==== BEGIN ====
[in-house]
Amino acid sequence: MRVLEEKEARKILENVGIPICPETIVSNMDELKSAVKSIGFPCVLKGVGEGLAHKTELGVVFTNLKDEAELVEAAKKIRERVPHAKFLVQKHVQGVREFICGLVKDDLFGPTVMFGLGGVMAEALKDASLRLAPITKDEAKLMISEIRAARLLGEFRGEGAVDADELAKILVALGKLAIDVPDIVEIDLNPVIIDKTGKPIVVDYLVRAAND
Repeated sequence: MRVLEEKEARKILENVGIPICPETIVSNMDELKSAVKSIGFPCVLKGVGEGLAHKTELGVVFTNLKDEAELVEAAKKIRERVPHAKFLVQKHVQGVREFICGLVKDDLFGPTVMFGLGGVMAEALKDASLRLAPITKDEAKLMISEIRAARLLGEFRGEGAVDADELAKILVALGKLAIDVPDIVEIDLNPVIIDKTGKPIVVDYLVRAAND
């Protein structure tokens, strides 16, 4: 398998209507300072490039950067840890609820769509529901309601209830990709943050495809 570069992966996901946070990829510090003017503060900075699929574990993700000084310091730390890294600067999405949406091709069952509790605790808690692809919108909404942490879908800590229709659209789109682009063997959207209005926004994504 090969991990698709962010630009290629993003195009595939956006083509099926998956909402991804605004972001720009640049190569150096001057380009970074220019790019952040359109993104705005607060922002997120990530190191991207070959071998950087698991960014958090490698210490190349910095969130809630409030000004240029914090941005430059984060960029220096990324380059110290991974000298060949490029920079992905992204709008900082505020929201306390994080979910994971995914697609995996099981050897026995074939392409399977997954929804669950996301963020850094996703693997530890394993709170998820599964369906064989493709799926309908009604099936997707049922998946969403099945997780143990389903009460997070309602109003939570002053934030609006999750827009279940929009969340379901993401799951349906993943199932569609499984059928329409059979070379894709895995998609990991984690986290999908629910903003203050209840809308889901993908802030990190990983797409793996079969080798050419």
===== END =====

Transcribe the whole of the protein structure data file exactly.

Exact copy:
[in-house]
Amino acid sequence: MRVLEEKEARKILENVGIPICPETIVSNMDELKSAVKSIGFPCVLKGVGEGLAHKTELGVVFTNLKDEAELVEAAKKIRERVPHAKFLVQKHVQGVREFICGLVKDDLFGPTVMFGLGGVMAEALKDASLRLAPITKDEAKLMISEIRAARLLGEFRGEGAVDADELAKILVALGKLAIDVPDIVEIDLNPVIIDKTGKPIVVDYLVRAAND
Repeated sequence: MRVLEEKEARKILENVGIPICPETIVSNMDELKSAVKSIGFPCVLKGVGEGLAHKTELGVVFTNLKDEAELVEAAKKIRERVPHAKFLVQKHVQGVREFICGLVKDDLFGPTVMFGLGGVMAEALKDASLRLAPITKDEAKLMISEIRAARLLGEFRGEGAVDADELAKILVALGKLAIDVPDIVEIDLNPVIIDKTGKPIVVDYLVRAAND
């Protein structure tokens, strides 16, 4: 398998209507300072490039950067840890609820769509529901309601209830990709943050495809 570069992966996901946070990829510090003017503060900075699929574990993700000084310091730390890294600067999405949406091709069952509790605790808690692809919108909404942490879908800590229709659209789109682009063997959207209005926004994504 090969991990698709962010630009290629993003195009595939956006083509099926998956909402991804605004972001720009640049190569150096001057380009970074220019790019952040359109993104705005607060922002997120990530190191991207070959071998950087698991960014958090490698210490190349910095969130809630409030000004240029914090941005430059984060960029220096990324380059110290991974000298060949490029920079992905992204709008900082505020929201306390994080979910994971995914697609995996099981050897026995074939392409399977997954929804669950996301963020850094996703693997530890394993709170998820599964369906064989493709799926309908009604099936997707049922998946969403099945997780143990389903009460997070309602109003939570002053934030609006999750827009279940929009969340379901993401799951349906993943199932569609499984059928329409059979070379894709895995998609990991984690986290999908629910903003203050209840809308889901993908802030990190990983797409793996079969080798050419």